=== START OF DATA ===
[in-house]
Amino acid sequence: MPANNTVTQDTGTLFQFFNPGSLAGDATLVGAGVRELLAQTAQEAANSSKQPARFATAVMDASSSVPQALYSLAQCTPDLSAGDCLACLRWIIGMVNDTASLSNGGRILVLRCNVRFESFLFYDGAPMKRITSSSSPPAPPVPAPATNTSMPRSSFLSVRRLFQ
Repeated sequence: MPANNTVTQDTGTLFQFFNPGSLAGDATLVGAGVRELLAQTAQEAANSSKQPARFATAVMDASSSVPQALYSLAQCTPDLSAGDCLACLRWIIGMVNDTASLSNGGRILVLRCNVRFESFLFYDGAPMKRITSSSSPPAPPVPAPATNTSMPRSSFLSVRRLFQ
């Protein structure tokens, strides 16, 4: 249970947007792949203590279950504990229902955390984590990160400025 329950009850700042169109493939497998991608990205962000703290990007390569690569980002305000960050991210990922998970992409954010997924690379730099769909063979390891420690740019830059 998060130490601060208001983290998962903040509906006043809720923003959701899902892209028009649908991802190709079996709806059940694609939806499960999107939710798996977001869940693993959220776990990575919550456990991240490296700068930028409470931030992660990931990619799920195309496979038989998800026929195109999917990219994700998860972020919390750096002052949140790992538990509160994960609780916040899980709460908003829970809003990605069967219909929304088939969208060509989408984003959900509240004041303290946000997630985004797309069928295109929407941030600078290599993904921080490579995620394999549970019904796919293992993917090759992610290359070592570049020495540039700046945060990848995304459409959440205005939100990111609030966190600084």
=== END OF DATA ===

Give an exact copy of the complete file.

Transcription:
[in-house]
Amino acid sequence: MPANNTVTQDTGTLFQFFNPGSLAGDATLVGAGVRELLAQTAQEAANSSKQPARFATAVMDASSSVPQALYSLAQCTPDLSAGDCLACLRWIIGMVNDTASLSNGGRILVLRCNVRFESFLFYDGAPMKRITSSSSPPAPPVPAPATNTSMPRSSFLSVRRLFQ
Repeated sequence: MPANNTVTQDTGTLFQFFNPGSLAGDATLVGAGVRELLAQTAQEAANSSKQPARFATAVMDASSSVPQALYSLAQCTPDLSAGDCLACLRWIIGMVNDTASLSNGGRILVLRCNVRFESFLFYDGAPMKRITSSSSPPAPPVPAPATNTSMPRSSFLSVRRLFQ
């Protein structure tokens, strides 16, 4: 249970947007792949203590279950504990229902955390984590990160400025 329950009850700042169109493939497998991608990205962000703290990007390569690569980002305000960050991210990922998970992409954010997924690379730099769909063979390891420690740019830059 998060130490601060208001983290998962903040509906006043809720923003959701899902892209028009649908991802190709079996709806059940694609939806499960999107939710798996977001869940693993959220776990990575919550456990991240490296700068930028409470931030992660990931990619799920195309496979038989998800026929195109999917990219994700998860972020919390750096002052949140790992538990509160994960609780916040899980709460908003829970809003990605069967219909929304088939969208060509989408984003959900509240004041303290946000997630985004797309069928295109929407941030600078290599993904921080490579995620394999549970019904796919293992993917090759992610290359070592570049020495540039700046945060990848995304459409959440205005939100990111609030966190600084």